The cross-border energy circuit constantly monitored by ACER [Agency for the Cooperation of Energy Regulators] is not functional, as Romania has not yet joined the 5 M-MC (five-market market coupling), the common energyday-ahead market of the Czech Republic, Slovakia, Hungary, and Poland, which brought a one-million euro fine to OPCOM.

As a general conclusion based on the above reasoning, romania subsidizes an energy which it does not use, thus actually breaching its commitment of replacing the environmentally toxic energy production by clean energy, according to the european council’s commitments in the 20-20-20 program.

Romania loses more than one billion euros each year in false subsidies of unused wind power, lying to its european partners about the 20-20-20 program, although article 3 of the law stipulates, the stimulus program for the production of energy from renewable sources set up by this law does not apply to the following:
a) exports of electricity from renewable sources that got green certificates; ….
this article shows that the lawmakers did not stipulate the green certificate subsidies for producers by compelling the buyers to pay for them at the level stipulated in the law.

NOTE: ANRE is responsible for the monitoring of the operation of electricity markets and of the production-consumption balances; this institution, due to the politicization of the employment policy, has continuously degenerated, to alarming current levels, visible in the financial losses of consumers – both household ones, due to unjustifiable higher bills, or industrial, due to competitiveness losses with devastating effects on Romania’s overall economic growth. ANRE is incapable of solving the problems of wind power because it lacks appropriately trained staff. This is precisely the reason for which ANRE does not publish on its website the resumes of its managers, as required by law. Remarkably, ANRE is also incapable of building a team of external collaborators with the necessary expertise to correct the imperfect secondary legislation nearly all the regulated fields. Romania has an energy research institute set up precisely for solving such problems.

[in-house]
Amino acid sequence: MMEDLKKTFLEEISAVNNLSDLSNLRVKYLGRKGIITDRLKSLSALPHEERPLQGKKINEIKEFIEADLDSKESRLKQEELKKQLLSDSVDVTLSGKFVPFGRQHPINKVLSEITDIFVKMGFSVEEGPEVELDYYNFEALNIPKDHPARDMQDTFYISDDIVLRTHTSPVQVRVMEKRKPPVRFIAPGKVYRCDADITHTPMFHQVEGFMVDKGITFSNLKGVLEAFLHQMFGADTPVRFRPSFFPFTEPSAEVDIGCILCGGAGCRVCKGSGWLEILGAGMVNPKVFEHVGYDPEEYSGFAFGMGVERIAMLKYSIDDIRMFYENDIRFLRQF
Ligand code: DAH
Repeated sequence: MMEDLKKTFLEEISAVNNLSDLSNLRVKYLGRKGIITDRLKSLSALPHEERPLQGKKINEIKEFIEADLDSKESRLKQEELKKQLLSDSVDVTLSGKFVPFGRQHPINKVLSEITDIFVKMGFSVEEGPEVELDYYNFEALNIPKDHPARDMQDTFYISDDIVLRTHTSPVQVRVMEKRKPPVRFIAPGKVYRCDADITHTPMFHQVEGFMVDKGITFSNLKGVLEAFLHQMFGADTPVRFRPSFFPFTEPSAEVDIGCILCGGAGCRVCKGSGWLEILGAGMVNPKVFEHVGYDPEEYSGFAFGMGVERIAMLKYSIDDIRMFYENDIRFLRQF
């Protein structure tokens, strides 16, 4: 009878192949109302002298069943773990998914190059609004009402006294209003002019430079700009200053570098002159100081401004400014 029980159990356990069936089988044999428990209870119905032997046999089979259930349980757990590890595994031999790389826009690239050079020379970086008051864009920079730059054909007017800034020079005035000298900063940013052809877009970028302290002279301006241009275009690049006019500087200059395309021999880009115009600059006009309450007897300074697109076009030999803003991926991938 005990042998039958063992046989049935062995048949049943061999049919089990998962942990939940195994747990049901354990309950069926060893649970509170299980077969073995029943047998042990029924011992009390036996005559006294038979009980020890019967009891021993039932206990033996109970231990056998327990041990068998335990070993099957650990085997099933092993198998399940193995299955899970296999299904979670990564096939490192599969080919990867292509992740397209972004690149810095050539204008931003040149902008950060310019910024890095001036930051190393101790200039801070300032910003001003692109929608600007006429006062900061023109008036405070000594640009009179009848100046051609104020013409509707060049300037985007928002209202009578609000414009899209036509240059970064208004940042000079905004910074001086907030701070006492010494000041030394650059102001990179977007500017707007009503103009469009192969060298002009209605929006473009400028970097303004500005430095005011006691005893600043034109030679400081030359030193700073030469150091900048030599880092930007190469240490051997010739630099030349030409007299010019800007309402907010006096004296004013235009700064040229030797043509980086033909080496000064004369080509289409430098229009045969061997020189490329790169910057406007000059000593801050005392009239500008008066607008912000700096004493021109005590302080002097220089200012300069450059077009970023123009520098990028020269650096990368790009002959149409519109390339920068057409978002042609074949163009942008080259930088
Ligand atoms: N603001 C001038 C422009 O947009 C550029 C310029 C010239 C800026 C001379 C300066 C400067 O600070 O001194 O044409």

We mention that the lawmakers have provided for a consulting council within the ANRE to highlight the issues throughout the lawmaking process; this council, however, was born politicized in favor of producers and distributors, which were and still are unprepared for this role. As a result, the CONSULTING COUNCIL operates like a specialized cenacle. Actually, ANRE does not have a list of problems to be solved so that the secondary legislation is corrected, also because it does not have the competent experts to identify these problems.

As an example of solution for solving wind power problems, it would suffice to apply the node theory for the control of Romania’s 400 kV grids; after monitoring the uncontrolled electricity export for a couple of months and bringing it to the domestic consumers, with all the benefits introduced by the European Council in the 20-20-20 program. Surely the level of subsidies for the production of wind power should have linked by the Law No. 220 to the guarantee of a continuity level. This would have compelled the RWEA (Romanian Wind Energy Association) to contribute to the building of the pumping station in TARNITA, which IS NOT PROFITABLE if subsidized by the public budged, directly or indirectly, from the same money, through the budget of classic producers.

One question persists, however: how comes that the path of wind power cannot be traced using the PRODUCTION-CONSUMPTION balance system, as we have electrical meters all along? Our conclusion involves the uncertainty of the ANRE’s monitoring of the CPT (internal technological consumption established for the distributors, using the same unprofitable method of “justified losses”, based on the same old arguments not clearly qualified by ANRE, and to which it could not resist).

Source; Energy Center Romania